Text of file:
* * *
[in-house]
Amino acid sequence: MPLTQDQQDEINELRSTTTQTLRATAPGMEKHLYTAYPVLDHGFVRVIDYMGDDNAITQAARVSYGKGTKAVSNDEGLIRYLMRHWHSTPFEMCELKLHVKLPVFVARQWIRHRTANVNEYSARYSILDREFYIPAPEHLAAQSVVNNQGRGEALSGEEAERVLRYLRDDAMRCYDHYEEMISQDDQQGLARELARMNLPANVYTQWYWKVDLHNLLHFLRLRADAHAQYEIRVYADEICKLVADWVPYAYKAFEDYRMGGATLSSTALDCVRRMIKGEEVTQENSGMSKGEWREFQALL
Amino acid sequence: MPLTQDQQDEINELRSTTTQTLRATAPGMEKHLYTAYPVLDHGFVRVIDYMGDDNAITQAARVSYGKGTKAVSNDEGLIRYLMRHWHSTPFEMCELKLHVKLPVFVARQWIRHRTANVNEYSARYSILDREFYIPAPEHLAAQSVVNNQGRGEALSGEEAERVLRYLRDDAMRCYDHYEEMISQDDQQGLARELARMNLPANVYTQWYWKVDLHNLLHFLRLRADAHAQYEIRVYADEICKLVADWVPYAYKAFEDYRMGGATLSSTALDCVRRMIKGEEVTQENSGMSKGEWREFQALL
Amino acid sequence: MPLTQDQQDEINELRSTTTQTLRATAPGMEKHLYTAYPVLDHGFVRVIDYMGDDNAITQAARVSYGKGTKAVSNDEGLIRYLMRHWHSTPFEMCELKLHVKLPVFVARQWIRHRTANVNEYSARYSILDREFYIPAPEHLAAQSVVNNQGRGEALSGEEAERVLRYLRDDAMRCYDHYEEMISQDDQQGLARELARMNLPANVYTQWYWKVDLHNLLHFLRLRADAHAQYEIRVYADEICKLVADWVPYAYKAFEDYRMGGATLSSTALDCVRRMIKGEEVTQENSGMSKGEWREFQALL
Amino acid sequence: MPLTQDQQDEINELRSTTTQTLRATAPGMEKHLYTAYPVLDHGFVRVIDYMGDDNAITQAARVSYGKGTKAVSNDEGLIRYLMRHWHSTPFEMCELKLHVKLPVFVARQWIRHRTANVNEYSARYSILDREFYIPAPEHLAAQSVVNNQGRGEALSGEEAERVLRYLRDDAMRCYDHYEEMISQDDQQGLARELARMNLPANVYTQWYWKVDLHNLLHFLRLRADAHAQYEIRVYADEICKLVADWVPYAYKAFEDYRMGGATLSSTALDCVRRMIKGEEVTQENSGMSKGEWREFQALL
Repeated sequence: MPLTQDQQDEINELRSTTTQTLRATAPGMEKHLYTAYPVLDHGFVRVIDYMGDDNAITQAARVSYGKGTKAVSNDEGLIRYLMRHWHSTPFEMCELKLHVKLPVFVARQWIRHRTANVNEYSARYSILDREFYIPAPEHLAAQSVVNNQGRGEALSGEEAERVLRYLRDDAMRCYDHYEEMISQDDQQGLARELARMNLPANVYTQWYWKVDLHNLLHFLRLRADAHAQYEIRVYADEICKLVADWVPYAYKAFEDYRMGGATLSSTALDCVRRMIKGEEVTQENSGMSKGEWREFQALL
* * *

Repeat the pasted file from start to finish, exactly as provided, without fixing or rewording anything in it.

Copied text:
[in-house]
Amino acid sequence: MPLTQDQQDEINELRSTTTQTLRATAPGMEKHLYTAYPVLDHGFVRVIDYMGDDNAITQAARVSYGKGTKAVSNDEGLIRYLMRHWHSTPFEMCELKLHVKLPVFVARQWIRHRTANVNEYSARYSILDREFYIPAPEHLAAQSVVNNQGRGEALSGEEAERVLRYLRDDAMRCYDHYEEMISQDDQQGLARELARMNLPANVYTQWYWKVDLHNLLHFLRLRADAHAQYEIRVYADEICKLVADWVPYAYKAFEDYRMGGATLSSTALDCVRRMIKGEEVTQENSGMSKGEWREFQALL
Amino acid sequence: MPLTQDQQDEINELRSTTTQTLRATAPGMEKHLYTAYPVLDHGFVRVIDYMGDDNAITQAARVSYGKGTKAVSNDEGLIRYLMRHWHSTPFEMCELKLHVKLPVFVARQWIRHRTANVNEYSARYSILDREFYIPAPEHLAAQSVVNNQGRGEALSGEEAERVLRYLRDDAMRCYDHYEEMISQDDQQGLARELARMNLPANVYTQWYWKVDLHNLLHFLRLRADAHAQYEIRVYADEICKLVADWVPYAYKAFEDYRMGGATLSSTALDCVRRMIKGEEVTQENSGMSKGEWREFQALL
Amino acid sequence: MPLTQDQQDEINELRSTTTQTLRATAPGMEKHLYTAYPVLDHGFVRVIDYMGDDNAITQAARVSYGKGTKAVSNDEGLIRYLMRHWHSTPFEMCELKLHVKLPVFVARQWIRHRTANVNEYSARYSILDREFYIPAPEHLAAQSVVNNQGRGEALSGEEAERVLRYLRDDAMRCYDHYEEMISQDDQQGLARELARMNLPANVYTQWYWKVDLHNLLHFLRLRADAHAQYEIRVYADEICKLVADWVPYAYKAFEDYRMGGATLSSTALDCVRRMIKGEEVTQENSGMSKGEWREFQALL
Amino acid sequence: MPLTQDQQDEINELRSTTTQTLRATAPGMEKHLYTAYPVLDHGFVRVIDYMGDDNAITQAARVSYGKGTKAVSNDEGLIRYLMRHWHSTPFEMCELKLHVKLPVFVARQWIRHRTANVNEYSARYSILDREFYIPAPEHLAAQSVVNNQGRGEALSGEEAERVLRYLRDDAMRCYDHYEEMISQDDQQGLARELARMNLPANVYTQWYWKVDLHNLLHFLRLRADAHAQYEIRVYADEICKLVADWVPYAYKAFEDYRMGGATLSSTALDCVRRMIKGEEVTQENSGMSKGEWREFQALL
Repeated sequence: MPLTQDQQDEINELRSTTTQTLRATAPGMEKHLYTAYPVLDHGFVRVIDYMGDDNAITQAARVSYGKGTKAVSNDEGLIRYLMRHWHSTPFEMCELKLHVKLPVFVARQWIRHRTANVNEYSARYSILDREFYIPAPEHLAAQSVVNNQGRGEALSGEEAERVLRYLRDDAMRCYDHYEEMISQDDQQGLARELARMNLPANVYTQWYWKVDLHNLLHFLRLRADAHAQYEIRVYADEICKLVADWVPYAYKAFEDYRMGGATLSSTALDCVRRMIKGEEVTQENSGMSKGEWREFQALL